A Little Spark

Publication Date: 2 Aug. 2022
Format: Paperback / softback

ISBN 9781760526924

    17.99 17.99 17.990000000000002 AUD


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    NOTABLE BOOK: 2023 CBCA Book of the Year, Older ReadersSHORTLISTED: 2023 NSW Premier's Literary Awards, Ethel Turner Prize for Young People's Literature

    I don't tell Mum and Sam anything about my weekends with Dad. It would be giving them tickets into that world. The world Dad and I have created. And I don't want to do that. It's ours. It's all we have. It's all we've been allowed since my parents got divorced.

    Cate gets to spend every second weekend with her dad, and each time something special and surprising happens. Something that fires the creative spark that Cate channels into her writing.

    And everything is fine until Cate's stepdad, Sam, gets offered his dream job in London and her mum decides they are going to move to England with him...

    Cate must decide what she wants for herself. She loves both her parents - but she must choose between them.

    A warm and funny novel full of unexpected twists and turns, joy and heartbreak.


    Book Type: Junior High
    Age Group: 12 to 15 years
    Traffic Lights: Green/Amber
    Class Novel: Yes
    Good Reads Rating: 5/5
    Literary Rating: 5/5


    Thirteen-year-old Cate’s parents have been divorced for seven years, so she’s familiar with all the signs. Consequently, when her best friend Elise reveals that her parents are acting strangely, Cate knows the writing is on the wall.

    That isn’t the only change afoot. Sam, Cate’s stepdad, has been offered a great job in London and her mother is intent on them all going. That would require Cate to leave both her dad and Elise behind, and that isn’t something that Cate can contemplate. This is particularly true in the case of her dad, who she spends every other weekend with. He makes their time together magical by carefully planning events and surprises, as he’s keen to feed her creativity and grow her imagination. When Cate is the runner-up in a prestigious short story competition, she credits her father and the time she spends with him.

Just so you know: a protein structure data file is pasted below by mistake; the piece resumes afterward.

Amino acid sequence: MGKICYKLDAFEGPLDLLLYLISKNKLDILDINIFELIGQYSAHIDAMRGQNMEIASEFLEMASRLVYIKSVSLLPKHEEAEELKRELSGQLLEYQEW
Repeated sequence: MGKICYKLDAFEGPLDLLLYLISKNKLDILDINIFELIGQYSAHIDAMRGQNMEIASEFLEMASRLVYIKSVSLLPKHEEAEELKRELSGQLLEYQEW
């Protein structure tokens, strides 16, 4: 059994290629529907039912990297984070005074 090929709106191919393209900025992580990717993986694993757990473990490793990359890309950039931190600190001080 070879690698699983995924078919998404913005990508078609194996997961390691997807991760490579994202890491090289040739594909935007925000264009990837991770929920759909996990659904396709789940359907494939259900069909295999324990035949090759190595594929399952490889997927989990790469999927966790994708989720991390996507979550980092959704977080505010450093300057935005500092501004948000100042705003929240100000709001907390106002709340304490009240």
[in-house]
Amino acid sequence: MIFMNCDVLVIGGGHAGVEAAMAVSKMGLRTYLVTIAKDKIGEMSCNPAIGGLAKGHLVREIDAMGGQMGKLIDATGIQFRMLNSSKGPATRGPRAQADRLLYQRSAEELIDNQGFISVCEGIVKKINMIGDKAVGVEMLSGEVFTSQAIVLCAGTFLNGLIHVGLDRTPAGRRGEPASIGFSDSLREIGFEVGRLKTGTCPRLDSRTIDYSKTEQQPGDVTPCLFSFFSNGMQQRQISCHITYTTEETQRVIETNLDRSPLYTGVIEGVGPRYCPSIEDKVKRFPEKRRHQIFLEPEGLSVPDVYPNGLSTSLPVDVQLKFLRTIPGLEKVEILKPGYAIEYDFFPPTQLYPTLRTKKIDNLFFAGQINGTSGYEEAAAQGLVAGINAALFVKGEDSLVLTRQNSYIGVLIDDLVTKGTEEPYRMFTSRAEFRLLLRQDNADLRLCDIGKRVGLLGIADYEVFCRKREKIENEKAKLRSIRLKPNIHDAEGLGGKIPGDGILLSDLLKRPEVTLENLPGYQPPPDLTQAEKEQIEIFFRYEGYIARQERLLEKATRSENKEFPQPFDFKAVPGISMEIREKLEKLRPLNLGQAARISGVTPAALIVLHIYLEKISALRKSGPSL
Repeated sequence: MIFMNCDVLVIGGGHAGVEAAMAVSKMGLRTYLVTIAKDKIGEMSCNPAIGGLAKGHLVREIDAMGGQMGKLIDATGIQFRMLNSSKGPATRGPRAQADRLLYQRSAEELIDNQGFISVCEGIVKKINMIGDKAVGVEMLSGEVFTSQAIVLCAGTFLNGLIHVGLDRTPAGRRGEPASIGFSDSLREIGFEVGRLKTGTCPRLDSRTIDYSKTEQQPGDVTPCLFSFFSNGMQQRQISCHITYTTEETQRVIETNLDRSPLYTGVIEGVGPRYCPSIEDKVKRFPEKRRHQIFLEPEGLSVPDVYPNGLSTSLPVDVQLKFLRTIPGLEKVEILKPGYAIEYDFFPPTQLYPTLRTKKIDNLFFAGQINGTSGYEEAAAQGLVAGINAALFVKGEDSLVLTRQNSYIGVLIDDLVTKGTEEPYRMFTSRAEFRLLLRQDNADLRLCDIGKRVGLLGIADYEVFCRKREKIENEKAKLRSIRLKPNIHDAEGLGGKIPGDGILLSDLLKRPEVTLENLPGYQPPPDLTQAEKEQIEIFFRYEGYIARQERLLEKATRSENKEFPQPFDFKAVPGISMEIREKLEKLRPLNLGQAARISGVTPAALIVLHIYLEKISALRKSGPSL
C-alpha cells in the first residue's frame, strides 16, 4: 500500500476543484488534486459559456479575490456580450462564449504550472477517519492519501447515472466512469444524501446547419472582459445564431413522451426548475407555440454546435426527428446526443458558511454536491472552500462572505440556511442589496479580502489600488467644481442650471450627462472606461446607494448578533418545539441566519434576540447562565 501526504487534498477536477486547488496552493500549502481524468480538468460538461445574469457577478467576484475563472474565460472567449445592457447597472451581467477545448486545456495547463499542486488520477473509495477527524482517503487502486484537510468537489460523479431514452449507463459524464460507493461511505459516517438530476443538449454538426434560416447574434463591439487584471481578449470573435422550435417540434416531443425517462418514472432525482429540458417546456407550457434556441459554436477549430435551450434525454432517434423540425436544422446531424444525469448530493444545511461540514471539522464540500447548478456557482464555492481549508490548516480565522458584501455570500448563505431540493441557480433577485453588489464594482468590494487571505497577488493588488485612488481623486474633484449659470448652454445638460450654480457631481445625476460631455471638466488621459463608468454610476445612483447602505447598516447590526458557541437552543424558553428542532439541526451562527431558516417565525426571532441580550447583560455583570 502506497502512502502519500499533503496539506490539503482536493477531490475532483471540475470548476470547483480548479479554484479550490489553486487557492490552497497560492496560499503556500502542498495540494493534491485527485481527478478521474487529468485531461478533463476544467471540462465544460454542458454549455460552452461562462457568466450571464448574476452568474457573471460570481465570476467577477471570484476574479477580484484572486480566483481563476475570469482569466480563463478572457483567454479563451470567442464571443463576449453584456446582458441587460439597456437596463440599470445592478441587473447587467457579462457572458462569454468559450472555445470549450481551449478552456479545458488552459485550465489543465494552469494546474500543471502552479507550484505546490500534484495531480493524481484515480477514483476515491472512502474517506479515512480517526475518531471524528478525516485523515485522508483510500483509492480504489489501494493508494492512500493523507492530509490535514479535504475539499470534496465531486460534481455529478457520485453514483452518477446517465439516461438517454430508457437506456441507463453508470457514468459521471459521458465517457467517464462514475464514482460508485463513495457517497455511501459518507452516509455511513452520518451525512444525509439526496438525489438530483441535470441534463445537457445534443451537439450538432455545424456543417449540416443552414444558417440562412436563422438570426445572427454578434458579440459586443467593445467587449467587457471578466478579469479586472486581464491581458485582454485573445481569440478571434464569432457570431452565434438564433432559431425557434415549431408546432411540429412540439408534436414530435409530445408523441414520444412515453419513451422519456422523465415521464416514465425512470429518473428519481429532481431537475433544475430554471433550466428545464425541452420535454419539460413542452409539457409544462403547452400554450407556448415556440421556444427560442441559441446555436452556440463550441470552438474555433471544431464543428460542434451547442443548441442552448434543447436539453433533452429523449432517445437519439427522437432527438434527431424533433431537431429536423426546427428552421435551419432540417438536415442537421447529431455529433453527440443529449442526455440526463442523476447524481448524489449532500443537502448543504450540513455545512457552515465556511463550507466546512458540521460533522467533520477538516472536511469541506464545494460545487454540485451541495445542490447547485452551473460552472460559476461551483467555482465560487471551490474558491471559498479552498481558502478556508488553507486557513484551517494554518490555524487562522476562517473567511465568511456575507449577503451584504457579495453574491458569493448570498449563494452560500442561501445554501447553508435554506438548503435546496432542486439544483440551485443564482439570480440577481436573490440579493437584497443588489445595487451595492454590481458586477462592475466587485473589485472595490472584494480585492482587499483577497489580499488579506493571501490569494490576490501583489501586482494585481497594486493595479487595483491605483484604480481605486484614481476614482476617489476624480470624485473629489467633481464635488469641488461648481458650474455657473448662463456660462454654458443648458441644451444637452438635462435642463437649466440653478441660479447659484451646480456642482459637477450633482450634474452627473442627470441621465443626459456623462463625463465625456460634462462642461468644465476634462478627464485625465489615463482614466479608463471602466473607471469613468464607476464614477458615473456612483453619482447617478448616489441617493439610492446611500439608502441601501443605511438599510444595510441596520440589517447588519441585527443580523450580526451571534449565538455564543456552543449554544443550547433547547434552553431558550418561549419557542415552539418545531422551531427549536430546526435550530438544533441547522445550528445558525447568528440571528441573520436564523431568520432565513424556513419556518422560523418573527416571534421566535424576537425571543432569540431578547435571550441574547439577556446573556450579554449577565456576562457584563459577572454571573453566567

As time progresses, Cate begins to feel like a pawn, as no one seems to be concerned with how she feels in the midst of all that is going on. Eventually, she confides in her father that she wishes to stay with him in Melbourne, so he agrees to go to court and fight for her to stay.

    As a 13-year-old she has no legal rights of her own in the situation. Although the case looks doomed, Cate’s submission impresses the judge, but before the conclusion her father hastily withdraws his opposition to the move.

    Naturally, Cate is devastated and very angry, and won’t even speak to her father. After moving to the UK with her mother and stepfather she still refuses to speak with him. However, within a few months he dies of cancer and the true reason for his change of heart comes to light. He didn’t want his daughter to watch him deteriorating and eventually dying. As a last hurrah he even planned a special birthday event for her.

    This is a superbly written, moving story which, though it covers some quite heavy topics, does so in a relatable and light way with a touch of humor. The author captures beautifully the angst and lack of power that Cate feels as a minor, which will resonate with many readers. An excellent book that is sure to be enjoyed for years to come.


    family, divorce, custody battle, cancer, grief, loss, adventure, imagination, friendship, creativity

    Content Notes

    1. Language: shit x 11, piss off x 2, bastard x 1, buggering off x 1, ‘Christ’s sake’ x 1 (p102), screw you x 2. 2. Brief/mild joke about aliens conducting anal probes (p14)—in reference to stories told by people who believe they’ve been abducted by aliens. 3. When Cate and her father are in a serious car accident and end up in intensive care, her best friend Elise prays for her. Afterwards she tells Cate, and they joke about it because Elise is a self-proclaimed atheist. She tells Cate that if God does exist she must be female, since our male politicians seem so useless (p80-81). 4. Elise takes tablets from her parents’ medicine cabinet in a cry for help. She is distressed about her parents’ looming divorce, but they are so caught up in their own relationship that they haven’t recognised the pain she is experiencing. The tablets she took couldn’t have hurt her even if she took a lot more, but that was due to luck rather than good management (p115-117).

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